I had a great time at my cupcake event on Sunday. The kids had a great time – especially when decorating. They unleashed their creative sides, as you can see from the pictures above. Most of those were done by the children. I showed them print outs of a couple of designs like a Santa hat, a snowman and a Christmas tree, and then let them go free.
This is the most notable design, done by a girl who looked no more than eight.
The mothers requested I do more events in the future so it looks like there will be more family events on the horizon.
A couple of weeks ago I picked up three cooking magazines at the local bookstore, カラダ温めレシピ (recipes to warm you up), Esse Special edition of their most popular bentos and 楽々スープジャーレシピ (thermos recipes). Now I have tons of ideas for lunches. I found the thermos recipe book the most interesting, conceptually. Almost everything is cooked in the microwave but I can easily make everything on the stove.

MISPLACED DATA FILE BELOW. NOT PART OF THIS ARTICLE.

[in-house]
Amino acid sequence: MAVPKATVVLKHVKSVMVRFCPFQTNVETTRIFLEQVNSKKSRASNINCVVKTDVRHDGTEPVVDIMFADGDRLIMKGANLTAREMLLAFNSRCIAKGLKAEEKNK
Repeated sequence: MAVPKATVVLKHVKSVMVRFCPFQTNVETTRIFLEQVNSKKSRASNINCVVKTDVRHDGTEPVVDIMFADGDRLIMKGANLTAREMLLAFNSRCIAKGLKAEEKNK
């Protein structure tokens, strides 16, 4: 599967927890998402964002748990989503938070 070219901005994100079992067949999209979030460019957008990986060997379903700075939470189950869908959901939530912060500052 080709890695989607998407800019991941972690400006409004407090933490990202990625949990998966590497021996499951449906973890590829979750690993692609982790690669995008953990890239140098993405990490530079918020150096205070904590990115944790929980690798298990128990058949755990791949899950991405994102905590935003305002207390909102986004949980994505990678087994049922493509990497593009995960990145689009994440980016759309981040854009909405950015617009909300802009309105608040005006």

This recipe is the second one I tried from the warming recipes magazine. The first one I tried was carrot and ginger rice and none of us liked it. This one, on the other had, was delicious. I used orange fleshed yams (annouimo安納芋 あんのういも) instead of sweet potato and I don’t think I can go back to regular sweet potatoes. The yams were so smooth.
Goma shio is a mixture of salt and black sesame and is a common rice topping. To mix, use one part salt to ten parts black sesame seeds, by volume.
Sweet Potato and Black Rice Takikomi Gohan
1/2 sweet potato (I used about 70 grams) 1 cup uncooked rice 1 tablespoon black rice 1/3 teaspoon salt goma shio for topping